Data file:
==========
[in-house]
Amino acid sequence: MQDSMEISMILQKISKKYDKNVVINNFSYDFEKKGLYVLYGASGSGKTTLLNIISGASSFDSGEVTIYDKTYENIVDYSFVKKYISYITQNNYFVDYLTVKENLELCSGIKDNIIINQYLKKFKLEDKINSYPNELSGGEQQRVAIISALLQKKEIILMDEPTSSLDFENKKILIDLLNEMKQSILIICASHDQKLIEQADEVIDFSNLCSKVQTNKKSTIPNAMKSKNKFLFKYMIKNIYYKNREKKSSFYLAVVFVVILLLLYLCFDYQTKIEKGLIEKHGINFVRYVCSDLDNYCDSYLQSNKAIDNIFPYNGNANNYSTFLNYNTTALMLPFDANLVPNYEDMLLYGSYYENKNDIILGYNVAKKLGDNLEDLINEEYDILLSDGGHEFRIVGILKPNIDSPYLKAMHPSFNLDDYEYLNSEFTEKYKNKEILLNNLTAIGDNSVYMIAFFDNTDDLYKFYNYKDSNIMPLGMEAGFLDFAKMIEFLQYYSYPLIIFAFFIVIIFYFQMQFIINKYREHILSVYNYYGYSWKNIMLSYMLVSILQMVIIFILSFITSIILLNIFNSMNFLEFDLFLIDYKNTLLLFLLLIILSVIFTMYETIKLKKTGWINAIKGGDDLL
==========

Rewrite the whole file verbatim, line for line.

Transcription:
[in-house]
Amino acid sequence: MQDSMEISMILQKISKKYDKNVVINNFSYDFEKKGLYVLYGASGSGKTTLLNIISGASSFDSGEVTIYDKTYENIVDYSFVKKYISYITQNNYFVDYLTVKENLELCSGIKDNIIINQYLKKFKLEDKINSYPNELSGGEQQRVAIISALLQKKEIILMDEPTSSLDFENKKILIDLLNEMKQSILIICASHDQKLIEQADEVIDFSNLCSKVQTNKKSTIPNAMKSKNKFLFKYMIKNIYYKNREKKSSFYLAVVFVVILLLLYLCFDYQTKIEKGLIEKHGINFVRYVCSDLDNYCDSYLQSNKAIDNIFPYNGNANNYSTFLNYNTTALMLPFDANLVPNYEDMLLYGSYYENKNDIILGYNVAKKLGDNLEDLINEEYDILLSDGGHEFRIVGILKPNIDSPYLKAMHPSFNLDDYEYLNSEFTEKYKNKEILLNNLTAIGDNSVYMIAFFDNTDDLYKFYNYKDSNIMPLGMEAGFLDFAKMIEFLQYYSYPLIIFAFFIVIIFYFQMQFIINKYREHILSVYNYYGYSWKNIMLSYMLVSILQMVIIFILSFITSIILLNIFNSMNFLEFDLFLIDYKNTLLLFLLLIILSVIFTMYETIKLKKTGWINAIKGGDDLL